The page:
Among the romantic comedies that premiered during this year’s Tribeca Film Festival, Jonah Feingold’s Dating & New York mixes modern humor with traditional tropes.
While Milo (Jaboukie Young-White) and Wendy (Francesca Reale) initially succeed on a dating app, they immediately cease contacting each other. Milo and Wendy start dating and within a few weeks of their first date, Wendy texts him to meet so that they can discuss important matters. When Wendy and Milo meet in the diner, Wendy asks Milo if he’d be interested in signing a “Best Friends With Benefits” contract, where he’d receive the benefits of being in a relationship without really being in one. Milo eventually signs the contract despite the fact that he is seeking a serious relationship, while Wendy is not. Even though both are searching for totally different things, Milo nevertheless signs the contract.
Following this, they embark on a roller-coaster ride of love and friendship, navigating many advantages and pitfalls along the way. They start acting more like a real couple as the time goes by – talking about random topics at the movies, sitting in the same booth at restaurants, and even arguing over the smallest things in front of their friends. A trope already overused in romance comedies, “will they or won’t they,” is constantly used in this movie. In the movie almost everyone taunts Milo and Wendy about how they act like a couple. This goes on during Dating & New York from Milo’s family and Wendy’s best friend. It has all the elements of a great romantic comedy, including corny jokes, fun themes, and a great romance. In reality, it is quite the opposite.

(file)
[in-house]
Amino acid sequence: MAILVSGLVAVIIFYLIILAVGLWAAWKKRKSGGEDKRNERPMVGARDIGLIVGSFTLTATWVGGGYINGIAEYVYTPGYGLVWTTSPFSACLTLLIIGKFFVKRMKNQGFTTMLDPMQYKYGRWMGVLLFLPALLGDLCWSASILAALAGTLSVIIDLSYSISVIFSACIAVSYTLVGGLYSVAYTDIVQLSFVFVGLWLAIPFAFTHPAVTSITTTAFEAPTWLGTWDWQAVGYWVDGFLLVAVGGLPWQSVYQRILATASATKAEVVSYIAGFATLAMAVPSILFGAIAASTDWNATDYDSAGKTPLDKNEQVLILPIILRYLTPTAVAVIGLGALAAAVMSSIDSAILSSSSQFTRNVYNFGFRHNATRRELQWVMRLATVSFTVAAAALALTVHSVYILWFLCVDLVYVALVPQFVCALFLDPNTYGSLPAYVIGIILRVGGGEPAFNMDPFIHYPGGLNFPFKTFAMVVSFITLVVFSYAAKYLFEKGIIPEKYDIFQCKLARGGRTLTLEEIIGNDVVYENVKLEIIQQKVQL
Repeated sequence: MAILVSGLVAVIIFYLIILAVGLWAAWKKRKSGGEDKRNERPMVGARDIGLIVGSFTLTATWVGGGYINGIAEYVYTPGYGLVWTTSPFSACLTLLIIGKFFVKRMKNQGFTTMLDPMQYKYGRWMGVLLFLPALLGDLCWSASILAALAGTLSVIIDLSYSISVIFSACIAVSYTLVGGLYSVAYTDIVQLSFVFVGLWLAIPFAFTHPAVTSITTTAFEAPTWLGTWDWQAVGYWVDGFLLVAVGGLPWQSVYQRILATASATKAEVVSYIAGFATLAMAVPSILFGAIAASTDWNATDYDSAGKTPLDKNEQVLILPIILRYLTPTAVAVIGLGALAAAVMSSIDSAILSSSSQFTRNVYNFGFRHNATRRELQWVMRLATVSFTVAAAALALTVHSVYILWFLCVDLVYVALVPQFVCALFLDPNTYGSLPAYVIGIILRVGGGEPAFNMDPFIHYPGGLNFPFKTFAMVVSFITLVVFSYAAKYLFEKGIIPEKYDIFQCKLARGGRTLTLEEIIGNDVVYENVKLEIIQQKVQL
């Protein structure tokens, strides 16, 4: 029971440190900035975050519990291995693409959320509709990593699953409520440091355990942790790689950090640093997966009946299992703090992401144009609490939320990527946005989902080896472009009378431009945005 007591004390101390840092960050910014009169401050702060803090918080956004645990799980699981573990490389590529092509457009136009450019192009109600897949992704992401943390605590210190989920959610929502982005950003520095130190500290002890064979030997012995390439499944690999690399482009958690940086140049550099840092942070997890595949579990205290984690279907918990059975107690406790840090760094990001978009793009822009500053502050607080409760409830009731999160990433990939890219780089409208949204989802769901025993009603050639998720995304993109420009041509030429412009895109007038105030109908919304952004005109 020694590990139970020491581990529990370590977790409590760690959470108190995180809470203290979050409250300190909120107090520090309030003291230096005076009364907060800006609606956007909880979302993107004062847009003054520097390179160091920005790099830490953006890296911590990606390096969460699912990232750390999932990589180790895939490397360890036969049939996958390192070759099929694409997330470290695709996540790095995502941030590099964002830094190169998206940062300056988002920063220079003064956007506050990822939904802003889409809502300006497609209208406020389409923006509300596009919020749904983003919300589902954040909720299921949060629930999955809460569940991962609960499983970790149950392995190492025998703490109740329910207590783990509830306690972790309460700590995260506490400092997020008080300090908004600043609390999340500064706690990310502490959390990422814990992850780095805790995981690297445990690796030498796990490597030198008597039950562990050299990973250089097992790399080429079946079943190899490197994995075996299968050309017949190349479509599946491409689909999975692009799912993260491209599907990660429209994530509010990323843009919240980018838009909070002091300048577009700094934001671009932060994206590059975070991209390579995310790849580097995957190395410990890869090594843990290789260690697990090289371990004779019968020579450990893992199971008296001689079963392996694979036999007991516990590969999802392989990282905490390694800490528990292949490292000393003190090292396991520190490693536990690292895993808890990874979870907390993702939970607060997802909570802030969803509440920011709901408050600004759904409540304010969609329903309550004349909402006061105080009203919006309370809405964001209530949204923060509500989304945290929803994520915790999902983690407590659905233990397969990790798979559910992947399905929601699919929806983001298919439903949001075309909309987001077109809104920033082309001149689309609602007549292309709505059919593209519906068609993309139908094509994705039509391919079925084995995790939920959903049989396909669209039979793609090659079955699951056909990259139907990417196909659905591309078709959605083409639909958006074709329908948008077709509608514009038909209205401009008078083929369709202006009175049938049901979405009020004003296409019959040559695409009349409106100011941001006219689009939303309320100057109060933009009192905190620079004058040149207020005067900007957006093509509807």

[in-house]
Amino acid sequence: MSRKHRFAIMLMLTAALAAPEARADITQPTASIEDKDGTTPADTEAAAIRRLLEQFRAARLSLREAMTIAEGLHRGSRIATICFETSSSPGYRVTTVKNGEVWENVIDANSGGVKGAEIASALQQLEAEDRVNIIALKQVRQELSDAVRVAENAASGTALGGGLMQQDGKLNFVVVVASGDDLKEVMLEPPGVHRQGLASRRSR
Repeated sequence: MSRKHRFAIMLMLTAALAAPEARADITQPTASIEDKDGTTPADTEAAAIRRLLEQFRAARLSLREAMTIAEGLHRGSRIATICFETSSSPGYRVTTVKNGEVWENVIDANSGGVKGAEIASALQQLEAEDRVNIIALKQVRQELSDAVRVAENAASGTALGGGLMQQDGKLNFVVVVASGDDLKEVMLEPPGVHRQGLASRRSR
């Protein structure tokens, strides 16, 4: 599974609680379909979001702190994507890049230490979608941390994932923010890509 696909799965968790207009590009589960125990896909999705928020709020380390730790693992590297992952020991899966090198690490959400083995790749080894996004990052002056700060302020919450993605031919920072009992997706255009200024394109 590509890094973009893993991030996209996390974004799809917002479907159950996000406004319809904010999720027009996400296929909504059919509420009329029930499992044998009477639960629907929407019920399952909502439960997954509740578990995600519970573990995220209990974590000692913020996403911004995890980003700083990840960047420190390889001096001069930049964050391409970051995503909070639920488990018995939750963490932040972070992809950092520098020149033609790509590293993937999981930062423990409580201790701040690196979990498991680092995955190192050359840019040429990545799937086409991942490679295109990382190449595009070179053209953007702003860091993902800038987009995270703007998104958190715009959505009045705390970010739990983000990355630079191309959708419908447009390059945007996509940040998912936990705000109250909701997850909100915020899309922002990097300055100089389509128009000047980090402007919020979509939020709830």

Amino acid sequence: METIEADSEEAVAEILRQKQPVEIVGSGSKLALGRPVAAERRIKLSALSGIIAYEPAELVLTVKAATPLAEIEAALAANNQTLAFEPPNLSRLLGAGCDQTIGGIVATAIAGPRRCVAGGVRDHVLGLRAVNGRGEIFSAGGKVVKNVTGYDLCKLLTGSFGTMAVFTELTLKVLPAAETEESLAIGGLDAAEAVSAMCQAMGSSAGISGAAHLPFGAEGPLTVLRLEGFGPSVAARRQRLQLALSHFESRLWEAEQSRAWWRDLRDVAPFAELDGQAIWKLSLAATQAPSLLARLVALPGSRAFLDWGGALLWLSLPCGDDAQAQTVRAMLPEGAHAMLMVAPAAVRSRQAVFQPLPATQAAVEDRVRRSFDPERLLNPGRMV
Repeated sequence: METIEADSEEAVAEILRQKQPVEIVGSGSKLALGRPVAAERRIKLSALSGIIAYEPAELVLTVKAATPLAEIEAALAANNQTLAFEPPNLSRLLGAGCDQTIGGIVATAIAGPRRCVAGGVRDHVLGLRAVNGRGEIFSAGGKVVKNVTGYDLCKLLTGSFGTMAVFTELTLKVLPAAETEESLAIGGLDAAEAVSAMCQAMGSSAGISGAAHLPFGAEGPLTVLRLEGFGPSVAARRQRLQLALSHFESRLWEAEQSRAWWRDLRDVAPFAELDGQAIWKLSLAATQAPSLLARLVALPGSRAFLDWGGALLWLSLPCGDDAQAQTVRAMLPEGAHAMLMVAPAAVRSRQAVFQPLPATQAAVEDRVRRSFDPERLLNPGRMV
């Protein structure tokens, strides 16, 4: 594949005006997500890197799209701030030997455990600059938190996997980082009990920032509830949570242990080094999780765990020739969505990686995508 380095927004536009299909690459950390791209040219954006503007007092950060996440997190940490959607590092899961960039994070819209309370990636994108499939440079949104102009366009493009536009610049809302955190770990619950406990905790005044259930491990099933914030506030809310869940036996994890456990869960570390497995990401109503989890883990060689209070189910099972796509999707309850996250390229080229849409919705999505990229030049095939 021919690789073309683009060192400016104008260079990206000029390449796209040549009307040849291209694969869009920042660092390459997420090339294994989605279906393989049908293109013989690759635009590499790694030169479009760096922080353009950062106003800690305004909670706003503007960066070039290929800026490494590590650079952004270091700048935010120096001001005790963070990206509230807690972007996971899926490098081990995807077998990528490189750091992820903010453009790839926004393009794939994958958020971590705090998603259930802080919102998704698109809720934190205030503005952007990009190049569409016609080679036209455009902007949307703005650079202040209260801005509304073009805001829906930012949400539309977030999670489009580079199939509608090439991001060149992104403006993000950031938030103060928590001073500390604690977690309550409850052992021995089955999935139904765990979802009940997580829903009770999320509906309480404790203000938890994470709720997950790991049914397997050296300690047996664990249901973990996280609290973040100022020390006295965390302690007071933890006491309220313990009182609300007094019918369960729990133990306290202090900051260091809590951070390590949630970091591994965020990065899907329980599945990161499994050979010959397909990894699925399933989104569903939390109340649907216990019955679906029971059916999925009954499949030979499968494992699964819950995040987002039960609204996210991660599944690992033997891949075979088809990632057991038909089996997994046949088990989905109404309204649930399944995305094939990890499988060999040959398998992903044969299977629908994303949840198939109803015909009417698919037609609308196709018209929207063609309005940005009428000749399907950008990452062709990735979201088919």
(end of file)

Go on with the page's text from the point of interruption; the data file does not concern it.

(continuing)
Instagram, online dating, and references to technology abound, but the script never feels natural or convincing. In addition, Dating & New York looks like it’s plucked from an Adam Sandler movie from the 2000’s, when it’s actually about dating in the modern age. It’s narrated in an awkward manner, its visuals are quirky but ineffective, and the title cards are tired.
The pacing of Dating & New York is another problem. There isn’t enough time for Milo and Wendy to form a strong bond in the first act, so the film moves too quickly. There are many scenes in the film in which content and tone are so similar that they appear like one. Millennial-specific humor and an overreliance on supporting characters makes the film less engaging than comedic, and above all, tiring. It’s impossible to relate to anything that is happening on screen once the film’s final act begins.
Despite its flaws, Dating & New York is rescued by its performances. Jaboukie Young-White, a familiar face on Twitter and a correspondent for The Daily Show, excels as Milo in his first leading role. Bringing his sarcastic yet good-natured nature to life on screen is the perfect display of his lighthearted nature. As a performer, Reale nails her character’s breezy tone perfectly, naturally setting herself apart from Young-White and complementing the latter in a very pleasing manner. It’s disappointing that a film did not match their comedy abilities because of their chemistry.